I knew the song well. At twelve years old, I knew all the familiar Christmas carols. But I wasn’t impressed. I preferred our own Navaho chants, although of course they meant entirely different things.
While I was willing to put up with all the nonsense about Christmas—the carols, the gifts, the parties, even the Christmas tree I was now looking for—I couldn’t see any angels. I couldn’t hear any “glorious song,” nor any “harps of gold.” What I was hearing was the monotonous clip-clop of my horses’ hooves on the mountain trail. And what I was seeing were ominous clouds looming in the east, the direction in which I was headed.
It was my mom’s doing, of course. “Billy, your sisters want a Christmas tree,” she’d said. “We can’t afford to buy one in town this year, so I want you to go up in the hills on our land and find a nice pine and bring it home.” When I’d let a disgusted look spread over my face, she’d pleaded, “Please, Red Eagle.”
White Feather, my mom, didn’t call me by my Indian name often, so I knew that she was serious.
Now here I was, riding my pony, Jubilee, and leading Old Buck, our packhorse, who would carry the tree home. But my heart wasn’t in it. Why did my silly sisters have to have a Christmas tree?
We were out of school for the holidays, and that part of Christmas I liked. On the other hand, it would take a full day out of my vacation to ride to where I could cut a tree, then return home with it. I could have gotten in a lot of basketball practice in that time. So it wasn’t any glorious song I was hearing.
I’d started out early this morning, and by noon I’d reached the edge of the timber where I hoped to find a just-right tree for the family celebration. Only I didn’t intend to participate. I couldn’t see anything to get excited about. I did, however, remember the third verse * of the carol that kept running through my mind.
I could relate to that “crushing load” bit, all right. Lately that’s all my life seemed to hold—study, work, work, study. And the “climbing way with painful steps” figured in, too—I could feel Jubilee’s muscles strain as we scrambled higher up the timbered mountainside.
But I couldn’t sense any “glad” or “golden hours,” not out here in the middle of nowhere. And I couldn’t very well “rest beside the weary road” until I’d at least cut a tree, loaded it on Buck, and begun the lonesome journey home. I sure didn’t hear angels singing yet, either.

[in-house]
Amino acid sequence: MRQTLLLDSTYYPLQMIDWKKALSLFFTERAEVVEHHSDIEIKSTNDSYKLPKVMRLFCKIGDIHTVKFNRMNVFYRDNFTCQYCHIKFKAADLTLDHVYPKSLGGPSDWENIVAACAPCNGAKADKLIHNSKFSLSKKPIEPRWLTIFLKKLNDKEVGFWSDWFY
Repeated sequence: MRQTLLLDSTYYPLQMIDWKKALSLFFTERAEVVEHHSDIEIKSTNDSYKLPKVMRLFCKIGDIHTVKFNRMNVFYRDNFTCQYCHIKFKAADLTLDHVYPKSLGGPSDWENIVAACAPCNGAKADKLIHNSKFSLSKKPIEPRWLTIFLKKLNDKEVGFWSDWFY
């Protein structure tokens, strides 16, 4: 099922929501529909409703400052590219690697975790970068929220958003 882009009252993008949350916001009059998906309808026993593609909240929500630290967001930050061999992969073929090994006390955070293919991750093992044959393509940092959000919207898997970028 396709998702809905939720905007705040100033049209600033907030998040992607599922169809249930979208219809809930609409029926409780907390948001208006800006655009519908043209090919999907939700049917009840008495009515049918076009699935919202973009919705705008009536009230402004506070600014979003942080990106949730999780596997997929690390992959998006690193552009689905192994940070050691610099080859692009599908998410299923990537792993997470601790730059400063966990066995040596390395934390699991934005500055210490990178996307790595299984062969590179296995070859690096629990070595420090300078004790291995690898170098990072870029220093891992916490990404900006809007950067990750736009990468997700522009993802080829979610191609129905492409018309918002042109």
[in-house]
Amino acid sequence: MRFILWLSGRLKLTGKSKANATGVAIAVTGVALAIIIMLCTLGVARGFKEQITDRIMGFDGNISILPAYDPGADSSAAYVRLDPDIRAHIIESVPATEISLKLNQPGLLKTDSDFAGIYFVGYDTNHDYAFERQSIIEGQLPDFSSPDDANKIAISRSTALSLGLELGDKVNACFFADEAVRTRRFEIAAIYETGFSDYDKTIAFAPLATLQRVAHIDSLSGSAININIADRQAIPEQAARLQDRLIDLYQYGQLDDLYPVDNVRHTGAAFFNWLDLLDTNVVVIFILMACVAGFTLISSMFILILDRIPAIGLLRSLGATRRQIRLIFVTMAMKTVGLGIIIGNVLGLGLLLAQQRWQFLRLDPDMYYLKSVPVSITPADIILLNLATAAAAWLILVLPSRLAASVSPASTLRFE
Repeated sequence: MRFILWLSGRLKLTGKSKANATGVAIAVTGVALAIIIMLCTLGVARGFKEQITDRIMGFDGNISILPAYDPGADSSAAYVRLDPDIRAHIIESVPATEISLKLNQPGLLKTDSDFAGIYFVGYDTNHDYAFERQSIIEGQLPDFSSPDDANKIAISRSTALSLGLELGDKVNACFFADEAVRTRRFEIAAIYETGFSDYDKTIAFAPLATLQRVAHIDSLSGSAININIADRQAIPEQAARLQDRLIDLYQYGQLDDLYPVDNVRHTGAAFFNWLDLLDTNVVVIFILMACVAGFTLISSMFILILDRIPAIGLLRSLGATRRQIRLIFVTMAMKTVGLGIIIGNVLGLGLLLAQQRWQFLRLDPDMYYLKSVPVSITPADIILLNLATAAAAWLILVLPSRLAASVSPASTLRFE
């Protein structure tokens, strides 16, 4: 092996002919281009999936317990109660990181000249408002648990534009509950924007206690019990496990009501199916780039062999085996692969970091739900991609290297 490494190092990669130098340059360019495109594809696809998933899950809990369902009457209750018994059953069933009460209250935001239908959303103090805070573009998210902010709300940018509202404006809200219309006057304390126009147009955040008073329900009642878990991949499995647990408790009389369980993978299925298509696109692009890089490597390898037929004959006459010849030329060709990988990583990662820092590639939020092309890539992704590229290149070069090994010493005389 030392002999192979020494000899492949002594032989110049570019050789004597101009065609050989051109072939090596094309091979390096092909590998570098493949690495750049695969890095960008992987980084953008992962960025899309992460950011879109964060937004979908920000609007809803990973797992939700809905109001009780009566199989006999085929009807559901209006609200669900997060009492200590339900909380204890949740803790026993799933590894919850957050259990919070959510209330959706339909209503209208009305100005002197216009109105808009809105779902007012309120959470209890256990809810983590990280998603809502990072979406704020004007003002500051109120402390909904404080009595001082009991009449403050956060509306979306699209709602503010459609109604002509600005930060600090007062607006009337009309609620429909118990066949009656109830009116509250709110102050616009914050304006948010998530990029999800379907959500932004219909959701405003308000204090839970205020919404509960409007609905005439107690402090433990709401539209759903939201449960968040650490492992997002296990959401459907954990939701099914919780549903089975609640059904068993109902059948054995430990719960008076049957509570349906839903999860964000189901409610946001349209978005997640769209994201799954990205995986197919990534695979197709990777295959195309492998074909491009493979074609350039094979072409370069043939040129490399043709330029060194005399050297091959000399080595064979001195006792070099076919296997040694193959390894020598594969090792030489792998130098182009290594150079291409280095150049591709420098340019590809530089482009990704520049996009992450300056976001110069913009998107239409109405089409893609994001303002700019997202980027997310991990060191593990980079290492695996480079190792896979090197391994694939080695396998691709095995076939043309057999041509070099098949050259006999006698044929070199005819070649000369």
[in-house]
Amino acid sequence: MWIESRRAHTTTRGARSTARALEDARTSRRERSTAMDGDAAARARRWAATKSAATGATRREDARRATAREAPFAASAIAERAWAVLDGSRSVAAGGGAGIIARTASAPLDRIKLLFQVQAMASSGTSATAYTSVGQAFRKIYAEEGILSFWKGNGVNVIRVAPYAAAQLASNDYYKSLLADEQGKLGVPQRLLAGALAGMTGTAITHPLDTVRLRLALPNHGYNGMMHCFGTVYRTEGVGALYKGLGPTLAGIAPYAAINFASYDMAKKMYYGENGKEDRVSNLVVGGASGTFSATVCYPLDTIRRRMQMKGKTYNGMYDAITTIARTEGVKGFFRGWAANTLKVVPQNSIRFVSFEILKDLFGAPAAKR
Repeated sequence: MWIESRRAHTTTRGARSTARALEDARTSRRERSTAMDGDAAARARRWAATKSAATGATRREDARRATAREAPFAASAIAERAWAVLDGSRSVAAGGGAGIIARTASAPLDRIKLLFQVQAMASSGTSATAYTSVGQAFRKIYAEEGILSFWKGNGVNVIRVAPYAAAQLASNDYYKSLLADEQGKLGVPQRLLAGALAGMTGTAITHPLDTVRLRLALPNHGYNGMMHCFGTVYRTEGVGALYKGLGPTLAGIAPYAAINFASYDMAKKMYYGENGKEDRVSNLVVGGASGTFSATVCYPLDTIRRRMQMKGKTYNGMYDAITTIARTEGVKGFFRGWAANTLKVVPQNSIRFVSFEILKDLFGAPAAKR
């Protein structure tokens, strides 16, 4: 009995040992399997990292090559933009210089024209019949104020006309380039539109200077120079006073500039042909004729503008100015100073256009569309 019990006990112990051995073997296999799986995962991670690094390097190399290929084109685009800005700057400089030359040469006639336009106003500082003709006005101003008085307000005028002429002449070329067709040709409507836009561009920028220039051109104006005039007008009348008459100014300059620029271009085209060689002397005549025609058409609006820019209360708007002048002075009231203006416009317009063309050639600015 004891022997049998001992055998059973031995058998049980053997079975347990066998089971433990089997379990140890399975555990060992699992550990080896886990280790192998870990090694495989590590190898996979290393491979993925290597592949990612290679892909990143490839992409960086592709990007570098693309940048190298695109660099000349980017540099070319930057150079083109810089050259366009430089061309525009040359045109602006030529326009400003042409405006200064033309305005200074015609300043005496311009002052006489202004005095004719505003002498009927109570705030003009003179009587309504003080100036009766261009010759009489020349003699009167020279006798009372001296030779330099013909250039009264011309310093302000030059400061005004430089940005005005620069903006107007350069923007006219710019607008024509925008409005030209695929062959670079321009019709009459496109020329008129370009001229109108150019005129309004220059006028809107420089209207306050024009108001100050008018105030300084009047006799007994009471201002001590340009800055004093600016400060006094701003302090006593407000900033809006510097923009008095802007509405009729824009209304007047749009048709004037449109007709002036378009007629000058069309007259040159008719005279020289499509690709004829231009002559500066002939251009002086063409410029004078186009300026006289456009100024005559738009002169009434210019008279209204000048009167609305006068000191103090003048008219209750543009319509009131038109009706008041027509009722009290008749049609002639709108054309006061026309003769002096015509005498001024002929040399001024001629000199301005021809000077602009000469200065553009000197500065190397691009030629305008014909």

I did want to get a proper tree, so I tethered the horses and sat down to eat the lunch Mom had packed for me. That way, I could look around and spot the best-shaped Christmas tree—not too large, not too small, just one that looked like it was meant for our family.
I guess I was tireder than I thought, for I dozed off. Maybe it was “angel voices” that brought me sharply awake. Or maybe it was only Jubilee and Buck, shuffling to turn their backs to the cold wind that suddenly whistled through the pines. It was getting dark, even though it was only midday. I shuddered. Then the carol’s second verse popped into my head.
Angles again! If they were there, they certainly weren’t making their presence known now. Not, that is, unless they’d turned into the massive, wet snowflakes that were floating over my own “weary world.” I’d have to cut my tree and head toward home fast.
I’d already picked out one I liked, but since the air was churning with soft, white, wet feathers, I had to stop and figure exactly where I’d seen it. I led the horses to the spot, sawed the tree off at its base, and tied it onto Buck’s packsaddle. By then, there was no way to find the trail we’d followed up the mountainside. There was only that vast white wall of nothingness closing in on us. It was cold, too—a chill that penetrated right through my sheepskin jacket.
I remembered seeing a fallen evergreen not far from the Christmas tree I’d chosen. Its horizontal trunk would offer more protection than the upright pines around me, so I led the horses to it and again tethered them where they could stand with their backs to the wind. Then I hunkered down beside the lifeless log to wait out the storm.
How long it took, I’m not sure. But even though it was cold and the wet gathered in great blotches on the horses’ backs, on my sheltering tree trunk, and even on me, I knew that we would survive. By the time it stopped snowing, my watch showed 4:15, and it was now getting naturally dark.
“We’d better start home,” I told the horses, and I began to lead them to where I thought I’d find the trail down the mountainside. I’d ride later. I didn’t want to chance Jubilee slipping and falling on me.
As we started down the beautiful snow-covered mountainside, I was filled with peace. I could almost imagine the angels watching over us, could almost hear them singing. At home, Mom would be worried, but I’d been trained to take care of myself, so I knew that she wouldn’t panic when I failed to show up on time.
It wasn’t long till a sliver of dim light began to peep over the rim of the tree-lined mountain behind me, and I realized that the moon, almost full, was coming up. It would light my way home, glistening on the snow as we plodded along. And now, instead of the humdrum clip-clop of the horses’ hooves on the trial, the rhythm of their subdued tracking through the snow did, indeed, somehow remind me of angels singing.
My sisters would have their Christmas tree. Maybe Christmas had a place in the world, after all. If the world could lie “in solemn stillness … to hear the angels sing,” then I would help them with their song. Jubilee and Buck never even flicked an ear when I started singing: “It came upon the midnight clear, …”